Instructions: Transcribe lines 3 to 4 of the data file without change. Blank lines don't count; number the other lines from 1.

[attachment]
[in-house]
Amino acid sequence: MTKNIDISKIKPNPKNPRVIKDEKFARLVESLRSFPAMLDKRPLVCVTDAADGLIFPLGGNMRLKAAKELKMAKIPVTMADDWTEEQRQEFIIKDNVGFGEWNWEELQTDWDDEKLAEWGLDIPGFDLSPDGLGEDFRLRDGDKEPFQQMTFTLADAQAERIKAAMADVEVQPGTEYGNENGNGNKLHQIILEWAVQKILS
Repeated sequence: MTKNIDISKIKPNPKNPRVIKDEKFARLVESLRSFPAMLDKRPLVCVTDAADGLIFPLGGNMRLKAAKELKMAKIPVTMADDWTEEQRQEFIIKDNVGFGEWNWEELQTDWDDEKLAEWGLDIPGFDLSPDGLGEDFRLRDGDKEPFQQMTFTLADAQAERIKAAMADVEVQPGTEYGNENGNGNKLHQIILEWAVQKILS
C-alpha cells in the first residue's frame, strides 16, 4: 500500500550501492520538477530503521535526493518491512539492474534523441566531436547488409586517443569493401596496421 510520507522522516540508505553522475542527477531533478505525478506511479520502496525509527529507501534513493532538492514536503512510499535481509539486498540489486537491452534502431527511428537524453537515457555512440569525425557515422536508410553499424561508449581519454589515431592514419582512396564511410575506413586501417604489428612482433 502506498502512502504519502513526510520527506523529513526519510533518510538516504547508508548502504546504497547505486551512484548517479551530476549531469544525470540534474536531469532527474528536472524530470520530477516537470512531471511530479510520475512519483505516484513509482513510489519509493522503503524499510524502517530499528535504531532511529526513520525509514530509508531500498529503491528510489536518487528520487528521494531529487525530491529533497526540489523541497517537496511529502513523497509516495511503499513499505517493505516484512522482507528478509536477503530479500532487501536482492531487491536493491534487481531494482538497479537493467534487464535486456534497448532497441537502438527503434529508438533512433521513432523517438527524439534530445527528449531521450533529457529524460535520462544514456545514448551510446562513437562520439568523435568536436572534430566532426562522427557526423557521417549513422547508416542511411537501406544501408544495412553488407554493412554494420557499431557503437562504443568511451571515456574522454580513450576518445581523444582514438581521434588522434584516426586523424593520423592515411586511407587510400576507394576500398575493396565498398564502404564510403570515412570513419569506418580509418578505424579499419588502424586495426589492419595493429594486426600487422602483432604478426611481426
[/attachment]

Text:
Repeated sequence: MTKNIDISKIKPNPKNPRVIKDEKFARLVESLRSFPAMLDKRPLVCVTDAADGLIFPLGGNMRLKAAKELKMAKIPVTMADDWTEEQRQEFIIKDNVGFGEWNWEELQTDWDDEKLAEWGLDIPGFDLSPDGLGEDFRLRDGDKEPFQQMTFTLADAQAERIKAAMADVEVQPGTEYGNENGNGNKLHQIILEWAVQKILS
C-alpha cells in the first residue's frame, strides 16, 4: 500500500550501492520538477530503521535526493518491512539492474534523441566531436547488409586517443569493401596496421 510520507522522516540508505553522475542527477531533478505525478506511479520502496525509527529507501534513493532538492514536503512510499535481509539486498540489486537491452534502431527511428537524453537515457555512440569525425557515422536508410553499424561508449581519454589515431592514419582512396564511410575506413586501417604489428612482433 502506498502512502504519502513526510520527506523529513526519510533518510538516504547508508548502504546504497547505486551512484548517479551530476549531469544525470540534474536531469532527474528536472524530470520530477516537470512531471511530479510520475512519483505516484513509482513510489519509493522503503524499510524502517530499528535504531532511529526513520525509514530509508531500498529503491528510489536518487528520487528521494531529487525530491529533497526540489523541497517537496511529502513523497509516495511503499513499505517493505516484512522482507528478509536477503530479500532487501536482492531487491536493491534487481531494482538497479537493467534487464535486456534497448532497441537502438527503434529508438533512433521513432523517438527524439534530445527528449531521450533529457529524460535520462544514456545514448551510446562513437562520439568523435568536436572534430566532426562522427557526423557521417549513422547508416542511411537501406544501408544495412553488407554493412554494420557499431557503437562504443568511451571515456574522454580513450576518445581523444582514438581521434588522434584516426586523424593520423592515411586511407587510400576507394576500398575493396565498398564502404564510403570515412570513419569506418580509418578505424579499419588502424586495426589492419595493429594486426600487422602483432604478426611481426